A plantar wart is a small skin lesion that resembles a callus and is found on the bottom of the foot or toes. The term "plantar" doesn't mean only farmers get them. "Plantar" means they occur on the bottom surface of the foot. It is usually under 1 cm diameter, but can occur in clusters and be much larger. Sometimes a single larger wart is surrounded by many smaller warts. In this case, they are called mosaic warts

How Do You Know It's a Wart

A plantar wart feels like a lump under the foot. They are only painful is they are squeezed or pinched from side to side, or if you bear direct weight on them. Warts on other parts of the body, such as the hands, grow elevated above the skin's surface. We bear weight on warts on the bottom of the foot, so they get flattened and pushed into the skin. Most people liken this to walking with a rock attached to the foot, as the thickened callous tissue becomes hard and painful as it gets bigger.

Plantar Warts

A plantar wart can usually be diagnosed by your doctor based on a characteristic appearance alone. When the doctor trims the hard callus tissue from the surface of the wart, a pattern of small black dots that are actually small blood vessels that feed the wart, is usually seen. The doctor will also test the wart by pressing directly down on it, and then pinching it, squeezing it from side to side. Most warts won't hurt when pressed directly down, but are very painful when pinched. If these findings are present, no further testing is necessary to identify a plantar wart.

How Did You Get a Plantar Wart

All warts are caused by the Papilloma virus, a slow growing virus which invades the skin. The viruses are common in all of our environments and they don't readily grow on intact skin. But if there is a break in the skin, like a scratch or thorn penetration, this gives the virus the opportunity to get in and start growing. The virus only grows in the epidermis, the thick layer of the skin closest to the surface. It doesn't invade the dermis, the deeper layer of the skin.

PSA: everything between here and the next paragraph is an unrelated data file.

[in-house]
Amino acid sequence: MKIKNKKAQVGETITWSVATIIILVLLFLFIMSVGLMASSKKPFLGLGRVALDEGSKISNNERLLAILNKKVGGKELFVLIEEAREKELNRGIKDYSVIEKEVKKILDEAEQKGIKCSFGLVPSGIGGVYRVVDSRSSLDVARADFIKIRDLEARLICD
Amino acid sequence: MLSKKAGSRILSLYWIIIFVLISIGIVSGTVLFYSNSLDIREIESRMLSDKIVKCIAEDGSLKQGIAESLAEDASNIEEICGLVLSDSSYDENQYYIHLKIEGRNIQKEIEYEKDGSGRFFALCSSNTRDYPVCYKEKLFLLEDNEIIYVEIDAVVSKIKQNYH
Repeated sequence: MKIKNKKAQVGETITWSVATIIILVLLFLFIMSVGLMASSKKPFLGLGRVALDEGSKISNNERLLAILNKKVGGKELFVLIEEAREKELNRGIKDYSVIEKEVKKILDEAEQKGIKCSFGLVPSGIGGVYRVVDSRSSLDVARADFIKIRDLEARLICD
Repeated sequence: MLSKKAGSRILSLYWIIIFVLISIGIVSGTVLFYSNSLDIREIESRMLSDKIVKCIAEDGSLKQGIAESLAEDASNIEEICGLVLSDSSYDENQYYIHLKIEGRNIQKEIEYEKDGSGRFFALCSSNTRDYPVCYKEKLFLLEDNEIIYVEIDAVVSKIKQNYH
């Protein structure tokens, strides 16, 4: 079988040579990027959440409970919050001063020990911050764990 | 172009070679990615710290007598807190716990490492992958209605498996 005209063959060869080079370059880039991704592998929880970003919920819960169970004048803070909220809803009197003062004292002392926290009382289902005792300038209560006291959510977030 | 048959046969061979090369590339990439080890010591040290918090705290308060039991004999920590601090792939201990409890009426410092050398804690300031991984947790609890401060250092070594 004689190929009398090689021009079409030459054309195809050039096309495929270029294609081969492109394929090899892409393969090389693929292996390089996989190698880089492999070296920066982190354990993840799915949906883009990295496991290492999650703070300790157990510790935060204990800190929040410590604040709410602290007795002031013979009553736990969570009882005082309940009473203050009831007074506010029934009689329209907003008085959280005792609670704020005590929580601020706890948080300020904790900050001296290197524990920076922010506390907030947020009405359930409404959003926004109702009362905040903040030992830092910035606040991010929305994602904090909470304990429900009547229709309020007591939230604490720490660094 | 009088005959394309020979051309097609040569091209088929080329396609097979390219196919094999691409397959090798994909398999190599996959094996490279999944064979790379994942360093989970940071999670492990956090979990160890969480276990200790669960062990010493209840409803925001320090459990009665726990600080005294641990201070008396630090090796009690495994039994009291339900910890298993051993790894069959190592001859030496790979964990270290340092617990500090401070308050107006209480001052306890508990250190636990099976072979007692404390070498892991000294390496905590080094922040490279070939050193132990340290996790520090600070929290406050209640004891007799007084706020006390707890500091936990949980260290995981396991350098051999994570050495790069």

Always Wear Shoes

The wart virus thrives in dark, moist areas such as pool areas, bath tubs, jacuzzi areas.  It is highly recommended to wear sandals in this areas to prevent contamination. Warts are also very contagious. Keep your feet clean and dry. Inspect feet frequently for new warts and begin treating small ones immediately, before they increase in size or number.

Treating Plantar Warts

Warts are most common in children which is why our team has developed a painless treatment protocol. The process involves debriding the skin and treating the area with very high potency salicylic acid. Patients then do at home treatment for 3 weeks, then follow up. It is painless and allows children to be treated effectively without scary needles or freezings. While those option may be quick, they are often very painful and involve a long healing process.

Peter Wishnie, D.P.M.
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Owner of Family Foot & Ankle Specialists in Piscataway and Hillsborough, NJ. Make an appointment today!